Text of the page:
http://en.wikipedia.org/wiki/Curd - curd

For all those non-Indians, 'paneer' is a form of cottage cheese made in India. For the a detailed difference between yoghurt and curd, follow the links provided.


In American English,

yoghurt (or yogurt)

is a milk-based food that is cultured with yoghurt-specific bacteria, is a soft and smooth, ranging from jello-like to almost pourable consistency served in a tub, usually eaten at breakfast time. It is usually mixed or served with fruit. There are hundred's of commercially available varieties.


all by itself is rare in AmE except in technical circumstances. For the food 'cottage cheese', where milk has formed into 'curds', small lumps of congealed milk solids, by chemical processes (not bacterial ones). Cottage cheese is often labeled 'large curd' or 'small curd' (depending on the size of the gobbets of coagulated milk).

One would never mistake 'yoghurt' for 'curd' because yoghurt creamy smooth and sweet/sour, and 'curd' is a technical descriptor for a congealed bit of milk solids an sounds weird as singular. 'Curds' are what you might describe cottage cheese, and are lumpy bits, tasting cheesy.

  • Nitpick: I believe the curds in cottage cheese are composed largely of protein (casein), not just fat. Note, for instance, that they have a very different texture from butter (which is mainly fat). – Nate Eldredge May 23 '13 at 13:05
  • @NateEldredge Good point. I edited and waffled. – Mitch May 23 '13 at 13:30
  • There are two different kinds of protein - the slow acting casein in the curd and the fast acting in the whey (liquid) of cottage cheese. – hudsonsedge Sep 11 '15 at 14:46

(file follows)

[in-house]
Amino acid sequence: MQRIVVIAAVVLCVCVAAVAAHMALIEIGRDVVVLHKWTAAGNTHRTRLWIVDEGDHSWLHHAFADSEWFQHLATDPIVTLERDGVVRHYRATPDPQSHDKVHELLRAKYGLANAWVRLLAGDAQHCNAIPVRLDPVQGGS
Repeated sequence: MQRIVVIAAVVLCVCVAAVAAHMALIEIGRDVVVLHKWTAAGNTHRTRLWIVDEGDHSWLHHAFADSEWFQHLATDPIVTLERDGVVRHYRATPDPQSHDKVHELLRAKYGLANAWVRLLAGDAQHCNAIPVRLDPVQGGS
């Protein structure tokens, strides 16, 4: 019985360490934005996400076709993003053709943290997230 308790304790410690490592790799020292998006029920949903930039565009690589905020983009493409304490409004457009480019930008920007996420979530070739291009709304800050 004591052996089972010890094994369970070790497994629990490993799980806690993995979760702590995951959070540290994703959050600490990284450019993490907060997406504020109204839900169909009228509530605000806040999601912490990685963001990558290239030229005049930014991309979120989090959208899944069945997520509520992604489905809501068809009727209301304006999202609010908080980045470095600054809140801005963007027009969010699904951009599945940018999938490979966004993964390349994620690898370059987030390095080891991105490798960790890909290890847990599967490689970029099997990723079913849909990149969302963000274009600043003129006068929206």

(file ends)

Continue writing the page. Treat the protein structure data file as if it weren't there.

• @Mitch So what is called "poutine" (cheese curds and gravy on fries) in Canada is actually what we would call "cottage cheese and gravy" in the U.S.? – squidlydeux Oct 18 '18 at 19:23
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    @squidlydeux I've only had poutine twice and what was the cheese thing in them was not cottage cheese (as I know it in the US). It may have been similar to cottage cheese, but only possibly because I really did not understand how to process it (cognitively). I processed it just fine as food. That said, I still don't know what poutine is. Chile-cheese fries? Mozzarella balls and brown sauce? I still don't know? Words fail the experience. – Mitch Oct 18 '18 at 19:42

Curd is a more generic word than yoghurt - and curd is not always made from milk. For example, you can also get lemon curd and bean curd. Curd can simply mean a liquid that has "curdled". Yoghurt on the other hand is more specific in definition.


The question starts with two statements:

Most people use the words curd and yogurt interchangeably.

Both are made by fermenting milk.

Neither of these are necessarily true. The first answer refers to a wikipedia article which states the same thing and has a reference link back to this page. Which means the statement has no real reference (just an echo).

But onto the question:

Is there a difference between the two, or are they the same?

Yogurt/Yoghurt is indeed fermented with a specific pair of bacteria, but curd is not, rather it is coagulated/curdled milk. Many things can cause curdling (including adding citric acid) but yogurt fermentation is the action of very specific bacteria that transform lactose into lactase.


In India curd and yogurt are the same: "curd" is called plain yogurt and if we add something to it, like fruit, it becomes fruit yogurt.


In India, curd is often used when it is prepared domestically. When produced on a large scale and packed, it is termed yoghurt.


Both Curd and Yoghurt are made from milk by fermentation. If it is plain it is curd and if more sugar added it is called yoghurt.